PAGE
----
Bullfrogs look forward to this time of year the way some locals anticipate Hood strawberry season. It's the time when baby western pond turtles in the Columbia River Gorge emerge from months of dormancy and begin swimming about — making an ideal "fun size" snack for the voracious, non-native American bullfrog.

"When you're as small as these guys are, you're the perfect size for a lot of animals to eat," said Oregon Zoo keeper Michelle Schireman. "And the biggest problem they have right now are the invasive, or introduced, bullfrogs — they just scoop them up like M&M's."

Native to the eastern United States — but considered an invasive species here — the American bullfrog is the largest frog species on the continent. It can tip the scales at more than a pound and has been driving pond turtles and a host of other small, vulnerable aquatic species to the brink of extinction.

Last week, Schireman and her colleagues took charge of 20 western pond turtle hatchlings, collected by the Washington Fish and Wildlife Service from sites in the Columbia Gorge. The zoo is "head-starting" these tiny turtles, caring for them until next spring when they will be large enough to avoid the bullfrogs and have a fighting chance on their own in the wild.

Unlike recovery programs for other endangered species like California condors or Taylor's checkerspot butterflies — which take place offsite or behind the scenes — this conservation effort can be seen by zoo visitors. The turtle conservation lab is in the Cascade Stream and Pond portion of the zoo's Great Northwest section.

The turtles experience summer year-round, with heat lamps and plentiful food, so they don't go into dormancy. "Life's pretty easy here in the lab if you're a little pond turtle," Schireman said. "As a result, they grow to about the size of a 3-year-old during the nine months that they stay with us."

Once the turtles reach about 70 grams (a little more than 2 ounces), they are returned to their natural habitat and monitored for safety.

The western pond turtle, once common from Baja California to the Puget Sound, is listed as an endangered species in Washington and a sensitive species in Oregon. The species is currently under USFW review to determine whether it will be given federal protection under the Endangered Species Act. Two decades ago, western pond turtles were on the verge of completely dying out in Washington, with fewer than 100 turtles left in the state.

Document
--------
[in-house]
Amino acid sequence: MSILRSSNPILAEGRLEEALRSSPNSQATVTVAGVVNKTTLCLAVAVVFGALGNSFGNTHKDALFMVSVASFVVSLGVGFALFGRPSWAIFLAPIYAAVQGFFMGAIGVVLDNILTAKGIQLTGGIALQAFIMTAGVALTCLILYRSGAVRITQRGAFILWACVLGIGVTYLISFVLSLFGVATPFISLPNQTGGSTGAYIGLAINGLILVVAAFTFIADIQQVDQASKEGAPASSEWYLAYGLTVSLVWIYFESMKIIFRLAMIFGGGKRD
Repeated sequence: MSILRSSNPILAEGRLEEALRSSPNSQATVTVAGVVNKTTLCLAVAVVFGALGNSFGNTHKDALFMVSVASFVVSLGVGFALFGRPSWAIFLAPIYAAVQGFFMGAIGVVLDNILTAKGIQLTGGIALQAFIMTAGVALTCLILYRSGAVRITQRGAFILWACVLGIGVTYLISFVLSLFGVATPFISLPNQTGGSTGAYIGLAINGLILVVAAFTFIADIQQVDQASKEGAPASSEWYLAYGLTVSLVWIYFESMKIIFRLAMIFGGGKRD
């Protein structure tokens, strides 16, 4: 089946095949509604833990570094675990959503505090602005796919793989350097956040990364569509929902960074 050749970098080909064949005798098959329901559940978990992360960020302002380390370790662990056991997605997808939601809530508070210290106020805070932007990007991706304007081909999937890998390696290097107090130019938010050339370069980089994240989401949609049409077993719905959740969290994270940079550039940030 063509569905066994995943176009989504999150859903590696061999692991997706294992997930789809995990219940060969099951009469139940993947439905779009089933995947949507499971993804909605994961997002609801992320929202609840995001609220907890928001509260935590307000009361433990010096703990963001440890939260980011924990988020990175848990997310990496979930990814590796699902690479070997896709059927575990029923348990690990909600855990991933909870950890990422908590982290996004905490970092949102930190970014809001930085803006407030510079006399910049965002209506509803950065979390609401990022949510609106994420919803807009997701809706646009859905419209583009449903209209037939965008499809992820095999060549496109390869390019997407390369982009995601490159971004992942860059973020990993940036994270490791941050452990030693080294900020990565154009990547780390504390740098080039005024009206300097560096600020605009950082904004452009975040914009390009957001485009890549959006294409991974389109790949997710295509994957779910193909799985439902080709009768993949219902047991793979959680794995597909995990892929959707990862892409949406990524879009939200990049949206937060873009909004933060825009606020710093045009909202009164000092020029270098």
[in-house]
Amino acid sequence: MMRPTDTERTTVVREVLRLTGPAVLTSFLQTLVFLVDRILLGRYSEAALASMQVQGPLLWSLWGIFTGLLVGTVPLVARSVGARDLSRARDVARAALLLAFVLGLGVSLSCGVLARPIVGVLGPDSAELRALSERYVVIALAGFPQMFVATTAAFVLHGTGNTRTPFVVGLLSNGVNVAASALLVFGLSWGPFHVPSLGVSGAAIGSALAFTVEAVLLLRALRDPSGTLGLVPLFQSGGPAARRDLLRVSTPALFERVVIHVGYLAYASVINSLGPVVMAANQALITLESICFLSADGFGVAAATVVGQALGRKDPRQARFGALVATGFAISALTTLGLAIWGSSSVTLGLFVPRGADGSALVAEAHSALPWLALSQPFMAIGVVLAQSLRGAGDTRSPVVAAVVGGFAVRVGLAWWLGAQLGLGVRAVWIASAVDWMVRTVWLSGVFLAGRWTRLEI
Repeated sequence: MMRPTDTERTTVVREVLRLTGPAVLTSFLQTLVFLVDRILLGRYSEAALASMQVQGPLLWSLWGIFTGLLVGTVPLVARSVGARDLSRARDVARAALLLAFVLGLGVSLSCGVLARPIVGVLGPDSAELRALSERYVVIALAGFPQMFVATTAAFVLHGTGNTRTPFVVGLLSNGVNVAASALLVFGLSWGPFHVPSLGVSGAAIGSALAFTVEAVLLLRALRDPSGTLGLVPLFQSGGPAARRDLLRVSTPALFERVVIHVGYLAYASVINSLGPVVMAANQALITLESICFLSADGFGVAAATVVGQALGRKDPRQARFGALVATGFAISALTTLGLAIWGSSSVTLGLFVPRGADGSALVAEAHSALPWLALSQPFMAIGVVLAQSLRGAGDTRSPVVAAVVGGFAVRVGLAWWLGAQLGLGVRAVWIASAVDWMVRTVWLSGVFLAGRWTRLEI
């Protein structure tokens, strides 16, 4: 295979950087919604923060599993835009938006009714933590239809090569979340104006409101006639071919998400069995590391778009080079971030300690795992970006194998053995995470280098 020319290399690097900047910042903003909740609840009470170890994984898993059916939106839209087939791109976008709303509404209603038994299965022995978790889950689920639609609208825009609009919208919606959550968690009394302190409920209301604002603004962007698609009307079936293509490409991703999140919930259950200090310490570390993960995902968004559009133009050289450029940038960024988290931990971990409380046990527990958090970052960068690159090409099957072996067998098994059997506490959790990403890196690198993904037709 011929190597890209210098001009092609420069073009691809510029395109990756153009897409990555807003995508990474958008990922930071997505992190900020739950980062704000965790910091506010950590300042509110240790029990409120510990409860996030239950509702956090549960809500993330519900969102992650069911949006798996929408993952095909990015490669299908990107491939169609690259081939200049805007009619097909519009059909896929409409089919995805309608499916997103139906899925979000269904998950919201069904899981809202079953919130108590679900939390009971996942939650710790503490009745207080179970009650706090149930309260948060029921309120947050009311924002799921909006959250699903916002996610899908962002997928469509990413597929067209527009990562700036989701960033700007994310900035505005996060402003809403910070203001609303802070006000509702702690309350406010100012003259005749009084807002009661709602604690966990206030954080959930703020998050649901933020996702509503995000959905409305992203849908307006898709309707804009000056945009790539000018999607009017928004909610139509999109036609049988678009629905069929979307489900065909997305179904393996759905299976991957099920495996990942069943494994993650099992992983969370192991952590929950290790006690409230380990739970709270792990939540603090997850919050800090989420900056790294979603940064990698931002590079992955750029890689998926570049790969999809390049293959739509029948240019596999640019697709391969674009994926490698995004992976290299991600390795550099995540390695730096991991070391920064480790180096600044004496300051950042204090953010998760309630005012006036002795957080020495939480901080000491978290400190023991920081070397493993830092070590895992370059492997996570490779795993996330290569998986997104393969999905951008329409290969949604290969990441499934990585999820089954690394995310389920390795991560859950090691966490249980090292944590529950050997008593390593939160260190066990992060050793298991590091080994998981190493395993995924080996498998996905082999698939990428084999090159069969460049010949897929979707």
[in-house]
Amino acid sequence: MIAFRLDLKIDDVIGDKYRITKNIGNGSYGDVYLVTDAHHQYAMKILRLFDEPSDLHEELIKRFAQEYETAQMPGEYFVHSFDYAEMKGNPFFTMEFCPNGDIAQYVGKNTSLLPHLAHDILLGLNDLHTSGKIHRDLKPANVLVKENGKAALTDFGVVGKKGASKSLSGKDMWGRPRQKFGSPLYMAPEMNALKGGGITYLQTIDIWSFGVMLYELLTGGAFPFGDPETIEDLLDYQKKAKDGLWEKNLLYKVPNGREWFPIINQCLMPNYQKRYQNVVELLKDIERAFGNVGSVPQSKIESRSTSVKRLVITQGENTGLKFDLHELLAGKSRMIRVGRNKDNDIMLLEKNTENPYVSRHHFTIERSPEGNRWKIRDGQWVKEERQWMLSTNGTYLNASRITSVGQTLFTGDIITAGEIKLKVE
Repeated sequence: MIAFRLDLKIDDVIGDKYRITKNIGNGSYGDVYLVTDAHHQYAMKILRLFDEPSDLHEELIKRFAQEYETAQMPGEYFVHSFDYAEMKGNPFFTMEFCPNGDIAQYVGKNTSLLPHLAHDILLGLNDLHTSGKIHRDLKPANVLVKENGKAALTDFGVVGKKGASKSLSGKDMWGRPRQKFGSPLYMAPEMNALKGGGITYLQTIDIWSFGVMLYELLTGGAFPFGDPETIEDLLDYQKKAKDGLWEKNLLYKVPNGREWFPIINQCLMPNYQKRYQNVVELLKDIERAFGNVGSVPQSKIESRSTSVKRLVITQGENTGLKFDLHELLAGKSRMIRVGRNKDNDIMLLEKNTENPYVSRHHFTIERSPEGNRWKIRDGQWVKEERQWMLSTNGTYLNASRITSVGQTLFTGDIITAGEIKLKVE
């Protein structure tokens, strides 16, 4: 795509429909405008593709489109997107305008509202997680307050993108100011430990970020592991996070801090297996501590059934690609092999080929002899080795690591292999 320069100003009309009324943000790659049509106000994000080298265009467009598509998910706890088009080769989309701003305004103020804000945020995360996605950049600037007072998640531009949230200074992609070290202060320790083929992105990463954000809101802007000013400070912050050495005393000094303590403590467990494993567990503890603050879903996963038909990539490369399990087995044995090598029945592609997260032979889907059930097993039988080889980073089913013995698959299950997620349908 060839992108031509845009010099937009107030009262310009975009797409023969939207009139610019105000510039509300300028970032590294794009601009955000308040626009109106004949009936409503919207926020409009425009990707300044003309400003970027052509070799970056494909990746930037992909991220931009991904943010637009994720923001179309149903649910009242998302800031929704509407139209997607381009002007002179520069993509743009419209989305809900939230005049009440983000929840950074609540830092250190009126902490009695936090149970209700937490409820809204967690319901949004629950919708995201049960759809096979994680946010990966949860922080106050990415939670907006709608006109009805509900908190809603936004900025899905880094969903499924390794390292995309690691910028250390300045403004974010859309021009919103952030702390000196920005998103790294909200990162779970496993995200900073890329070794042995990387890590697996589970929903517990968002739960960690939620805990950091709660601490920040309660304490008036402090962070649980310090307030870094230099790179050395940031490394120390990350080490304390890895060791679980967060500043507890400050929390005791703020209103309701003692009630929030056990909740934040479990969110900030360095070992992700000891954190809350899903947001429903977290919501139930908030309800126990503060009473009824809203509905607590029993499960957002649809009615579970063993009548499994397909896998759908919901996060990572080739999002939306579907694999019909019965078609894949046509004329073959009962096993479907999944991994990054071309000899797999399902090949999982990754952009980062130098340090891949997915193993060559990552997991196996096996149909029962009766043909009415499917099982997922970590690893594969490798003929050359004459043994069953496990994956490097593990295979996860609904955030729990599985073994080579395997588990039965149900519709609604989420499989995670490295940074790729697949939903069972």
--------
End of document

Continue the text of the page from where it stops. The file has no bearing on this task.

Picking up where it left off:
"We're at a critical point with this species," Schireman said. "We really have to grow them up in their population numbers if we're going to save them in time."

There have been some encouraging signs. In one study, scientists estimated that 95 percent of turtles released back to sites in the Columbia Gorge survive annually, and today nearly 1,000 turtles range across six ponds in the Columbia Gorge.

Global Giving donors are key partners in the fight to save this species. Thank you!

 
   

donate now:

An anonymous donor will match all new monthly recurring donations, but only if 75% of donors upgrade to a recurring donation today.
Terms and conditions apply.
Make a monthly recurring donation on your credit card. You can cancel at any time.
Make a donation in honor or memory of:
What kind of card would you like to send?
How much would you like to donate?
  • $10
    (USD)
    give
  • $20
    (USD)
    give
  • $60
    (USD)
    give
  • $100
    (USD)
    give
  • $338
    (USD)
    give
  • $900
    (USD)
    give
  • $1,352
    (USD)
    give
  • $16,228
    (USD)
    give
  • $10
    each month

    (USD)
    give
  • $20
    each month

    (USD)
    give
  • $60
    each month

    (USD)
    give
  • $100
    each month

    (USD)
    give
  • $338
    each month

    (USD)
    give
  • $900
    each month

    (USD)
    give
  • $1,352
    each month

    (USD)
    give
  • $16,228
    each month

    (USD)
    give
  • $
    give
gift Make this donation a gift, in honor of, or in memory of someone?

Reviews of Oregon Zoo Foundation

Great Nonprofits
Read and write reviews about Oregon Zoo Foundation on GreatNonProfits.org.
WARNING: Javascript is currently disabled or is not available in your browser. GlobalGiving makes extensive use of Javascript and will not function properly with Javascript disabled. Please enable Javascript and refresh this page.